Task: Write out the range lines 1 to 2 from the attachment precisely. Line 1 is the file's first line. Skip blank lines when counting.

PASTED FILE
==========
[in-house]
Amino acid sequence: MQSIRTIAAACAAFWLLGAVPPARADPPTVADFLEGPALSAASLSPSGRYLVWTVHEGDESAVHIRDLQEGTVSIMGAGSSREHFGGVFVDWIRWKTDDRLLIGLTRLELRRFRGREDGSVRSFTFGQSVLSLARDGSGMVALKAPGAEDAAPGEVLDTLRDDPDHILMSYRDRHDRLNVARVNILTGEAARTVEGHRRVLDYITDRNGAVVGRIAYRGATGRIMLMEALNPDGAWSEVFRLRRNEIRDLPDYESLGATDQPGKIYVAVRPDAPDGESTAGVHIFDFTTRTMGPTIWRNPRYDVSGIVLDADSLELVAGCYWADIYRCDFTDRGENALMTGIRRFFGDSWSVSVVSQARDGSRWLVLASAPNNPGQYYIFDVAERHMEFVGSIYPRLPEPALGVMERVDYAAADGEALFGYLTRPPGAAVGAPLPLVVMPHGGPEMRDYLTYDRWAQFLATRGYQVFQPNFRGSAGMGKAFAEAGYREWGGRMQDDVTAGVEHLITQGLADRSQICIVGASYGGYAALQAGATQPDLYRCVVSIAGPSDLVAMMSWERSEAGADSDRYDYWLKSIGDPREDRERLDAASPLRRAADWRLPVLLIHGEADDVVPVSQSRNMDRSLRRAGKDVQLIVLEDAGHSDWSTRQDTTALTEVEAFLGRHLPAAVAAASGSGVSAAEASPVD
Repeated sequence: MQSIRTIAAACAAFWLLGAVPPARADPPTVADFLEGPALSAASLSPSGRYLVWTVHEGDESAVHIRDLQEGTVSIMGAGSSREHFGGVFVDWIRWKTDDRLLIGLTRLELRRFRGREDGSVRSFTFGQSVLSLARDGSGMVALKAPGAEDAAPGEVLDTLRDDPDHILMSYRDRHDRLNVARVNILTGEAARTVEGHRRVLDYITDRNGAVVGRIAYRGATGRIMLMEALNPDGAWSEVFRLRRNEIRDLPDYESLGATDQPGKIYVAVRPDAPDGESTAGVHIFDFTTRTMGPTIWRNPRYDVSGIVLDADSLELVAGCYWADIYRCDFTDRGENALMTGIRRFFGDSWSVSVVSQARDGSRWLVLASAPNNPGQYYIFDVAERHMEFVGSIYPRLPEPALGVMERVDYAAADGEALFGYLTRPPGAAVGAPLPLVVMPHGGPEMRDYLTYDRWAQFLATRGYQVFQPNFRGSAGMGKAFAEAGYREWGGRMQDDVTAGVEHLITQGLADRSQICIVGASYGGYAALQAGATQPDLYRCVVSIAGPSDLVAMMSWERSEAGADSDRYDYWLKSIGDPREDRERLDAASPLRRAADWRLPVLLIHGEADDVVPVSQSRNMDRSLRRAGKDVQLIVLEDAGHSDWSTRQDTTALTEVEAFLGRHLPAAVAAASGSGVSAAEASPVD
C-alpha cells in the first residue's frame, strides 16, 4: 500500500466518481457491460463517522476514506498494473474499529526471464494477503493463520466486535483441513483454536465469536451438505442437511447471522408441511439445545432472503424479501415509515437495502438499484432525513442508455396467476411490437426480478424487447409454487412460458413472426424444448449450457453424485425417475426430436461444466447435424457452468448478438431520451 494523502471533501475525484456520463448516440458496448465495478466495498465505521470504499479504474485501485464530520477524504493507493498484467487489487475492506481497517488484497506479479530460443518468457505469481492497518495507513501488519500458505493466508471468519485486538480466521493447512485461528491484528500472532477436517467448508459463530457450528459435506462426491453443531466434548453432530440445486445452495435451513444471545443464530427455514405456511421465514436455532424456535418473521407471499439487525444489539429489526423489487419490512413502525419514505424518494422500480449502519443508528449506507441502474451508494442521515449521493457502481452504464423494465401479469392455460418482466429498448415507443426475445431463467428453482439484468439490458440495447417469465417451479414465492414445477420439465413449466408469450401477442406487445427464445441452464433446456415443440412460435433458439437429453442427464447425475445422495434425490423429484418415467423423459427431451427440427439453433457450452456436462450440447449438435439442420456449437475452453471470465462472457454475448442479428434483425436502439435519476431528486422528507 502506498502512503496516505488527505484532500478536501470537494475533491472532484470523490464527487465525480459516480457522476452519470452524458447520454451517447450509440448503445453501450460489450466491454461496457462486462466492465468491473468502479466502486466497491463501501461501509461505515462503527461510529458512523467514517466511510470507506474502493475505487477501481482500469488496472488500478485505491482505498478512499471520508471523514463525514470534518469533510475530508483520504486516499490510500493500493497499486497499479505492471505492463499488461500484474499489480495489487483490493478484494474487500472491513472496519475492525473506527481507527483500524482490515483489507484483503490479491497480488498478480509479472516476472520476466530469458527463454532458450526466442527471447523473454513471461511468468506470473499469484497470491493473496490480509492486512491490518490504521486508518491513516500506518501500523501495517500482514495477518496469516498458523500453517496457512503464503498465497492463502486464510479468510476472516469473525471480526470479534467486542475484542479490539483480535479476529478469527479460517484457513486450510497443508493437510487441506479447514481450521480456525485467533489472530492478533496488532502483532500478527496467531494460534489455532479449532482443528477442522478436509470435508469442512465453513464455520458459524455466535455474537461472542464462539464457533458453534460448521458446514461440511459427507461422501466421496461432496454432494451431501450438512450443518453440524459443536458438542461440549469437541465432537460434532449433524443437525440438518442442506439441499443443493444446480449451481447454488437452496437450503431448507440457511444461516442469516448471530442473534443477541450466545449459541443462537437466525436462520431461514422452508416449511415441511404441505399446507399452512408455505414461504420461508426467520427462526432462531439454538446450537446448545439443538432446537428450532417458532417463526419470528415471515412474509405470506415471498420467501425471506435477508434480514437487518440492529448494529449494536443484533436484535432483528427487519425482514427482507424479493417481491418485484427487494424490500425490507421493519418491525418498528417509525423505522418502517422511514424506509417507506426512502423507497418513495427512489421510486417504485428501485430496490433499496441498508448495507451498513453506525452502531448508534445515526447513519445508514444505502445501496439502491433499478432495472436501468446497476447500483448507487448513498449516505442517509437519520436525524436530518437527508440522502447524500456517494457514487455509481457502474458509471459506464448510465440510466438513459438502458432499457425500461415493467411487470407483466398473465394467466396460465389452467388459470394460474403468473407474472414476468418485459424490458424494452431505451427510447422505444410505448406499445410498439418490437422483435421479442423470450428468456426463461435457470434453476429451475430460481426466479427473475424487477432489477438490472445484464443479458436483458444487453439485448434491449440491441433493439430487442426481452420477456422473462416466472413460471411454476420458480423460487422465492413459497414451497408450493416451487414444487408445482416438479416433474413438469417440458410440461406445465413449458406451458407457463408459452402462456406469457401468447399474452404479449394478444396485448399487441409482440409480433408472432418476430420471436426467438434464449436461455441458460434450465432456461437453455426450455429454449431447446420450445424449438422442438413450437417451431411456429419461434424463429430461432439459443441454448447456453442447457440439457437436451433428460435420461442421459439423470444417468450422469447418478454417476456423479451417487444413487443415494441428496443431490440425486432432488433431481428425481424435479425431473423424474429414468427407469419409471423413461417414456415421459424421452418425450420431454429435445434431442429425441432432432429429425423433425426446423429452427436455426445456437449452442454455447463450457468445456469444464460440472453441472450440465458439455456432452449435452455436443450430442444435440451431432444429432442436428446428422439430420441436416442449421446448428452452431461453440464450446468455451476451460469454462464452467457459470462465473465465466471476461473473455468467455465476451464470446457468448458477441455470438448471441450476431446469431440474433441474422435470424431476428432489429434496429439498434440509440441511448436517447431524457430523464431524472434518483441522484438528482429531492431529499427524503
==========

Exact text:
[in-house]
Amino acid sequence: MQSIRTIAAACAAFWLLGAVPPARADPPTVADFLEGPALSAASLSPSGRYLVWTVHEGDESAVHIRDLQEGTVSIMGAGSSREHFGGVFVDWIRWKTDDRLLIGLTRLELRRFRGREDGSVRSFTFGQSVLSLARDGSGMVALKAPGAEDAAPGEVLDTLRDDPDHILMSYRDRHDRLNVARVNILTGEAARTVEGHRRVLDYITDRNGAVVGRIAYRGATGRIMLMEALNPDGAWSEVFRLRRNEIRDLPDYESLGATDQPGKIYVAVRPDAPDGESTAGVHIFDFTTRTMGPTIWRNPRYDVSGIVLDADSLELVAGCYWADIYRCDFTDRGENALMTGIRRFFGDSWSVSVVSQARDGSRWLVLASAPNNPGQYYIFDVAERHMEFVGSIYPRLPEPALGVMERVDYAAADGEALFGYLTRPPGAAVGAPLPLVVMPHGGPEMRDYLTYDRWAQFLATRGYQVFQPNFRGSAGMGKAFAEAGYREWGGRMQDDVTAGVEHLITQGLADRSQICIVGASYGGYAALQAGATQPDLYRCVVSIAGPSDLVAMMSWERSEAGADSDRYDYWLKSIGDPREDRERLDAASPLRRAADWRLPVLLIHGEADDVVPVSQSRNMDRSLRRAGKDVQLIVLEDAGHSDWSTRQDTTALTEVEAFLGRHLPAAVAAASGSGVSAAEASPVD